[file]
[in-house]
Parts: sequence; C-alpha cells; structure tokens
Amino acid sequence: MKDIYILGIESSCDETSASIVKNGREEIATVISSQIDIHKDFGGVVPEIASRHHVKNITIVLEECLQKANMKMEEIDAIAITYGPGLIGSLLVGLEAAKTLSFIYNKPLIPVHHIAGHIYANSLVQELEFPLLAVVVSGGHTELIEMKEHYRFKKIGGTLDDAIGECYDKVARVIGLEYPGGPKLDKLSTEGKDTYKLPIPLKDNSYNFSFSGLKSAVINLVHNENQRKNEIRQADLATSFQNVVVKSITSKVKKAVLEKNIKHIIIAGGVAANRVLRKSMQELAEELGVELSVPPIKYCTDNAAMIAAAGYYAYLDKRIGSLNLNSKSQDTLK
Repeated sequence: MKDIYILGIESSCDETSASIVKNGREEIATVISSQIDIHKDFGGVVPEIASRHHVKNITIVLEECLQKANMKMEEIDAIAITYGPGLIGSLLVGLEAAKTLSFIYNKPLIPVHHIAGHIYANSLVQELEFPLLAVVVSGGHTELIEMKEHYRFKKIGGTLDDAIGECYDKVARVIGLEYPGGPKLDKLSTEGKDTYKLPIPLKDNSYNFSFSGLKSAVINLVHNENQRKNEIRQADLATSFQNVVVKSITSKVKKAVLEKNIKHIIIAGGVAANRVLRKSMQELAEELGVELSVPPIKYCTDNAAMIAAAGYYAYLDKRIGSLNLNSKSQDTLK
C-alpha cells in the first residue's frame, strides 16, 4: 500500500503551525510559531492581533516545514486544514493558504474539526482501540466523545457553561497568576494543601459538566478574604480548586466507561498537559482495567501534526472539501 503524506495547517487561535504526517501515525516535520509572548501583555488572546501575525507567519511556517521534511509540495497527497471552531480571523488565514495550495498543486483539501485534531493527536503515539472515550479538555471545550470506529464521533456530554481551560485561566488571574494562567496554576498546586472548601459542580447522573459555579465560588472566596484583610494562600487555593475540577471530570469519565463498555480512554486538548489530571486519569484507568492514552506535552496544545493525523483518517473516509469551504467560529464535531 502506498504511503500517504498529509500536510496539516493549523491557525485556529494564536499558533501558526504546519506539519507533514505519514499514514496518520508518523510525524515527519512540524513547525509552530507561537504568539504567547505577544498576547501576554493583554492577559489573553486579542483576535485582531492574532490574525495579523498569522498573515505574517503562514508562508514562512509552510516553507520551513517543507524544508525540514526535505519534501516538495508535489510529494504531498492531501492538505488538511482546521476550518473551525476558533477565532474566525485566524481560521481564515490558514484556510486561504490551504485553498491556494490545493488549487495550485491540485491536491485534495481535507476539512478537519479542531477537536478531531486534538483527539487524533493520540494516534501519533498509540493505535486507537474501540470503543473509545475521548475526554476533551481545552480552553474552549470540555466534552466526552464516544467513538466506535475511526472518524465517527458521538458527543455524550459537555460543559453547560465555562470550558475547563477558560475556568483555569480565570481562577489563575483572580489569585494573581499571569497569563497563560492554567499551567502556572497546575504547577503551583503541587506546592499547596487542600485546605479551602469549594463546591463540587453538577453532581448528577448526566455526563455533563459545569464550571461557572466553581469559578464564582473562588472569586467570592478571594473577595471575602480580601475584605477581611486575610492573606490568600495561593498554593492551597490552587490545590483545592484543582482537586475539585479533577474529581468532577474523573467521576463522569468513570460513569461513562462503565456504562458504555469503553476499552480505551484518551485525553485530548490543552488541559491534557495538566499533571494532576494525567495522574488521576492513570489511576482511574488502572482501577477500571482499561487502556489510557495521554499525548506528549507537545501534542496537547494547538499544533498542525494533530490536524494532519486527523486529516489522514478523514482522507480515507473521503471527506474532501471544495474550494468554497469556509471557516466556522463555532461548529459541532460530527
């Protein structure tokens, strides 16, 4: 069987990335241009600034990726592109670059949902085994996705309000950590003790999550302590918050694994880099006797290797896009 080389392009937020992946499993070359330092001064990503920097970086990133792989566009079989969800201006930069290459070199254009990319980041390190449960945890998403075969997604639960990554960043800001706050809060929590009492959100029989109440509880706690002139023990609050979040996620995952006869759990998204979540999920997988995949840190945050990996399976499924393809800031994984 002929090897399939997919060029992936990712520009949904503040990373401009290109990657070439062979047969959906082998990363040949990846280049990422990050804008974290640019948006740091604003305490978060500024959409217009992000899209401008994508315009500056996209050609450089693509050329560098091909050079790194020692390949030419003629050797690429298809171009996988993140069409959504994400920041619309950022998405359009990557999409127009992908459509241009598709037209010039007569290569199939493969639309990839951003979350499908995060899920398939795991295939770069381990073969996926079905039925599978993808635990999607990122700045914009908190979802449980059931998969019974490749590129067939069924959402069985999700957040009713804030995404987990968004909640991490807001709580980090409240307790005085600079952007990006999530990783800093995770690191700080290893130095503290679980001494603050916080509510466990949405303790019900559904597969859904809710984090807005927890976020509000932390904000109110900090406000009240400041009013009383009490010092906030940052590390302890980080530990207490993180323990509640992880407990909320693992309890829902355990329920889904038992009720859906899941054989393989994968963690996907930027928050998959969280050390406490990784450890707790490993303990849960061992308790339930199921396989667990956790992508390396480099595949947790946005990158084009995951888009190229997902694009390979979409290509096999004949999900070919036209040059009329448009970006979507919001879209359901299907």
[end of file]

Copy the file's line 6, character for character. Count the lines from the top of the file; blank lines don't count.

């Protein structure tokens, strides 16, 4: 069987990335241009600034990726592109670059949902085994996705309000950590003790999550302590918050694994880099006797290797896009 080389392009937020992946499993070359330092001064990503920097970086990133792989566009079989969800201006930069290459070199254009990319980041390190449960945890998403075969997604639960990554960043800001706050809060929590009492959100029989109440509880706690002139023990609050979040996620995952006869759990998204979540999920997988995949840190945050990996399976499924393809800031994984 002929090897399939997919060029992936990712520009949904503040990373401009290109990657070439062979047969959906082998990363040949990846280049990422990050804008974290640019948006740091604003305490978060500024959409217009992000899209401008994508315009500056996209050609450089693509050329560098091909050079790194020692390949030419003629050797690429298809171009996988993140069409959504994400920041619309950022998405359009990557999409127009992908459509241009598709037209010039007569290569199939493969639309990839951003979350499908995060899920398939795991295939770069381990073969996926079905039925599978993808635990999607990122700045914009908190979802449980059931998969019974490749590129067939069924959402069985999700957040009713804030995404987990968004909640991490807001709580980090409240307790005085600079952007990006999530990783800093995770690191700080290893130095503290679980001494603050916080509510466990949405303790019900559904597969859904809710984090807005927890976020509000932390904000109110900090406000009240400041009013009383009490010092906030940052590390302890980080530990207490993180323990509640992880407990909320693992309890829902355990329920889904038992009720859906899941054989393989994968963690996907930027928050998959969280050390406490990784450890707790490993303990849960061992308790339930199921396989667990956790992508390396480099595949947790946005990158084009995951888009190229997902694009390979979409290509096999004949999900070919036209040059009329448009970006979507919001879209359901299907």